who knew herself well, and knew you, too,

though she didn’t read, she knew that education,
unlike money, can’t be taken from you,
while she’d cook supper, she had her children read to her,

she had the strength to be fiery, to speak her mind,
to stand up for herself, for what was right,
she had the strength to enjoy herself, bright colors, dancing,
for her 100th birthday she wanted ham and brandy,
generosity and kindness at the heart of who she was,

below it all was her faith,
her understanding that the Church, that the Gospels,
told her clearly how to live, and she filled in for Christ,
to be his eyes, his hands, his feet, to walk upon the world,
told her how to serve all across the island
as part of the Mothers’ Union and Church Army,

how wonderful that I can see her still live in her granddaughter,
who with her life carries forward what she can of Mah Mah,

the mango doesn’t fall far from the tree.

by Henry H. Walker
June 13, ‘19

Sunday, June 16, 2019

of celebration, and mourning

Jamie Hysjulien

a woman stands and speaks of her brother,
exploring those almost mystical ties siblings can have,
she KNEW Jamie, from boy to man,
and she speaks of him as still with her, with us,
despite how sure it is that his body is gone,

the hundreds of us in the Quaker Meeting
unite to remember, to celebrate a life,
all who stand and deliver words
are historians with stories,
artists with a sketch of a moment, a time,
that is a part of the truth,
our souls open and listening
to relative after relative, student after student,
colleague, friend, each in awe of that of God in him, expressed,
of his gift to see that of God in others,
and meet it in love,
whether at Minnesota cabin and lake, or in his classroom,
or in Trinidad, where service to those most in need
allied him with other champions
“of the least of these, our brethren,”

Jamie’s intellect dared the deepest questions
and dared to seek the answers,
within himself, with his students, with colleagues,

during the meeting Jamie’s passion for music, is described,
and then celebrated in song:
“I’ll Fly Away,” and “May the Circle Be Unbroken,”

those who are moved to stand
speak of his humor, of his quirks,
of the love that flowed from him,
and then back to him, as connections deepened,

three of his exquisite poems shared by his children,

I know his children,
and how well he helped each come into themselves,
I know of the young who found him in high school,
and of how well he helped them come into themselves,

one former student speaks of his own peers in college,
not getting why the loss of a high school English teacher
would affect him so much,
how sad that intensity and meaning 
within the relationship of teacher and student
seemed beyond their experience,

how wonderful it is that Jamie worked so well to create relationships
that drew the hundreds of us today to a ceremony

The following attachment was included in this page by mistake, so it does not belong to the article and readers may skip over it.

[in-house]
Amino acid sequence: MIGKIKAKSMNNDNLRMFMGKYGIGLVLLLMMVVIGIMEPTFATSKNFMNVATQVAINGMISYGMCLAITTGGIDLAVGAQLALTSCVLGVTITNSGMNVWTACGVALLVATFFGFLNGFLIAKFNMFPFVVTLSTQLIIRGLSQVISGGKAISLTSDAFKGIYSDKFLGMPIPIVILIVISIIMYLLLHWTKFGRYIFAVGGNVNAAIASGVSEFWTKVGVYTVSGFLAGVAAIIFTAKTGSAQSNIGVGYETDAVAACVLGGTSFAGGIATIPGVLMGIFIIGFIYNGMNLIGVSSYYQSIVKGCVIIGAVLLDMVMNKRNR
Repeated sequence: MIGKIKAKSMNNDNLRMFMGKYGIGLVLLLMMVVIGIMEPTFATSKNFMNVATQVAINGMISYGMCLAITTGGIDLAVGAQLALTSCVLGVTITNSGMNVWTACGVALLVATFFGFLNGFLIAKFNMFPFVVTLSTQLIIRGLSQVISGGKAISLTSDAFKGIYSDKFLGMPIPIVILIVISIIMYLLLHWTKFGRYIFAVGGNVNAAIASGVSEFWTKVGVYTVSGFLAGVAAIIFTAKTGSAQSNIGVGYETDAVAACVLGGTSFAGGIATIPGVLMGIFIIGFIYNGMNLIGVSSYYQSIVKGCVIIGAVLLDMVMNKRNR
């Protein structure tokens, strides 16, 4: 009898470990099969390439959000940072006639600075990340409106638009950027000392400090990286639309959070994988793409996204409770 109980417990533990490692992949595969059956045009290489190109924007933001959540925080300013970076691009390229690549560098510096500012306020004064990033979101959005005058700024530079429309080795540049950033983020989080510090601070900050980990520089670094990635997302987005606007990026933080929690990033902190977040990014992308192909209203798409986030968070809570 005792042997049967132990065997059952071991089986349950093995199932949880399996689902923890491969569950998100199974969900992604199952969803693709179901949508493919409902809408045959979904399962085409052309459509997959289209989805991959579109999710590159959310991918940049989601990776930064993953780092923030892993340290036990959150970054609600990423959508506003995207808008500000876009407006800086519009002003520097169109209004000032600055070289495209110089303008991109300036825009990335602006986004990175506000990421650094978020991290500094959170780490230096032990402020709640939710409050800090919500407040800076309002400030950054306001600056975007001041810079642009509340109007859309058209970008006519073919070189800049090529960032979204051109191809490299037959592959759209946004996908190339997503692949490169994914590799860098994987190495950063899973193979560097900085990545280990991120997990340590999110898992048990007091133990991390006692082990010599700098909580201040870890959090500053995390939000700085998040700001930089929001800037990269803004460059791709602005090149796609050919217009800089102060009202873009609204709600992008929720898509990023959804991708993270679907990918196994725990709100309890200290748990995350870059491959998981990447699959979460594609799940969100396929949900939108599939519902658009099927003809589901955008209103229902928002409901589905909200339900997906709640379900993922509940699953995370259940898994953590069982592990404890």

to celebrate the wonder of his life,
while crying about his loss.

by Henry H. Walker
June 15, ‘19

our boys are great fathers!


genetics can say who a father is,
but actions, love, say clearly what a father is,

I am in awe of my sons,
who each manifests what I hope for in fatherhood,
to know both who a child is
and how much a child can be,
to know what to do, what to say,
despite doubt and fear and tiredness
holding down any sureness in the parenting,

I know our grandchildren,
who each is, and the magnificence of that essence,

I honor my sons for how well each is a good father,
who dares to help the best come forth.

by Henry H. Walker
June 23, ‘19

Sunday, June 9, 2019

continuing the charge


well-meaning friends lovingly suggest retirement to me:
sometimes with a plaintive question of when I’ll take that path,
sometimes a sureness of advice that it works so well for them
that they want me to be open
to the possibilities that fit who they are so well,

right now, I feel a rightness in my work,
a sureness that who I am hears a calling,
and still has the wherewithal to answer it well,
I see my school as a city upon a hill
within which the light that is in us can shine bright,
as long as I can still see the kids, the staff, the mission,
and meet it all with my own light,
my own mirror to gather and help focus the rightness,
I want to continue the charge,
I want to share my salt as long as it still has its savor,

for many, retirement allows travel,
for me, I can already find the way out, mostly in the summer:
Wyoming, Iceland, California, Canada,
even Hawaii and New Zealand once during the school year,
plus vacation time in the Smokies,
where I don’t want to live,
for I don’t want to grow accustomed
to what should reveal every day as wonder,

deep in the night
I worry about how long body and mind will hold,
how long spirit can deny the dying of the light,
for as long as I hear the calling,
and can find true ways to act on that calling,
I plan to continue to help school, student, and staff
find the ways forward into the empowerment
that all of us want for our young.

by Henry H. Walker
June 7, ‘19